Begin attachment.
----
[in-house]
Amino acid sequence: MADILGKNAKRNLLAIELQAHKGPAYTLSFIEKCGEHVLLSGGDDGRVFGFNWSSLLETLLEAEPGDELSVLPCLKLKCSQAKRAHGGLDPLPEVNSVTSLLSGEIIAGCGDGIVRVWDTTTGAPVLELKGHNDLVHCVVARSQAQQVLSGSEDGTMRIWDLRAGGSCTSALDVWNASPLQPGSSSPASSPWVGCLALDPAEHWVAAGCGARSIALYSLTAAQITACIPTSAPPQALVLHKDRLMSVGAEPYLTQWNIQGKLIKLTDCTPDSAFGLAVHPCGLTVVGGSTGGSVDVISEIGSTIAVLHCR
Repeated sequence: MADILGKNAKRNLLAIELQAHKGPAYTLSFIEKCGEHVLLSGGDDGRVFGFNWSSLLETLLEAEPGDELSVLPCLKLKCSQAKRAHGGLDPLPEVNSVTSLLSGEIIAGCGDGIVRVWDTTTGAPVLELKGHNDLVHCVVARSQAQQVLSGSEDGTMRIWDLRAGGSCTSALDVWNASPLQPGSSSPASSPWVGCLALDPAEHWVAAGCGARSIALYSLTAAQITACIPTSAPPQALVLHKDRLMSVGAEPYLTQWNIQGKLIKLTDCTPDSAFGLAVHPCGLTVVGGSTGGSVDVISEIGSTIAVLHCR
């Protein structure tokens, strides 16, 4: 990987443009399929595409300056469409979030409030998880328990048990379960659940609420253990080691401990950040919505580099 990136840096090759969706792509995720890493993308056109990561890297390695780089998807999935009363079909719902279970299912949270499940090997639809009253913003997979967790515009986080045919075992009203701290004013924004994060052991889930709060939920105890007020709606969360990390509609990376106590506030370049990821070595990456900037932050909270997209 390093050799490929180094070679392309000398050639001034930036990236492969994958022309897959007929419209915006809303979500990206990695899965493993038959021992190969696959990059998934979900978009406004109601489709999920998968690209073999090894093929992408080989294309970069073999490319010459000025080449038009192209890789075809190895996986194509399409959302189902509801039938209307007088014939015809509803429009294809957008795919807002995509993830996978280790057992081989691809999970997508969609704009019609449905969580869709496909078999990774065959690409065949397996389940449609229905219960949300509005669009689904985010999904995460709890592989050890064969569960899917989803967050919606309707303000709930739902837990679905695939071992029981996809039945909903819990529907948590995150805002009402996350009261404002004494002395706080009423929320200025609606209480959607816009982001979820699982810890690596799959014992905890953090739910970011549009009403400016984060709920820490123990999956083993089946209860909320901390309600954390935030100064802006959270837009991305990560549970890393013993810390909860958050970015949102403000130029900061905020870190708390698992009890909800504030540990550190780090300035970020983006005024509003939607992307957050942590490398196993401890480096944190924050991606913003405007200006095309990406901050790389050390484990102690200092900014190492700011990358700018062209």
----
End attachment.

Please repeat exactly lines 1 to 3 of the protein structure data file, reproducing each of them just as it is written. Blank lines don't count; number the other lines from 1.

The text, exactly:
[in-house]
Amino acid sequence: MADILGKNAKRNLLAIELQAHKGPAYTLSFIEKCGEHVLLSGGDDGRVFGFNWSSLLETLLEAEPGDELSVLPCLKLKCSQAKRAHGGLDPLPEVNSVTSLLSGEIIAGCGDGIVRVWDTTTGAPVLELKGHNDLVHCVVARSQAQQVLSGSEDGTMRIWDLRAGGSCTSALDVWNASPLQPGSSSPASSPWVGCLALDPAEHWVAAGCGARSIALYSLTAAQITACIPTSAPPQALVLHKDRLMSVGAEPYLTQWNIQGKLIKLTDCTPDSAFGLAVHPCGLTVVGGSTGGSVDVISEIGSTIAVLHCR
Repeated sequence: MADILGKNAKRNLLAIELQAHKGPAYTLSFIEKCGEHVLLSGGDDGRVFGFNWSSLLETLLEAEPGDELSVLPCLKLKCSQAKRAHGGLDPLPEVNSVTSLLSGEIIAGCGDGIVRVWDTTTGAPVLELKGHNDLVHCVVARSQAQQVLSGSEDGTMRIWDLRAGGSCTSALDVWNASPLQPGSSSPASSPWVGCLALDPAEHWVAAGCGARSIALYSLTAAQITACIPTSAPPQALVLHKDRLMSVGAEPYLTQWNIQGKLIKLTDCTPDSAFGLAVHPCGLTVVGGSTGGSVDVISEIGSTIAVLHCR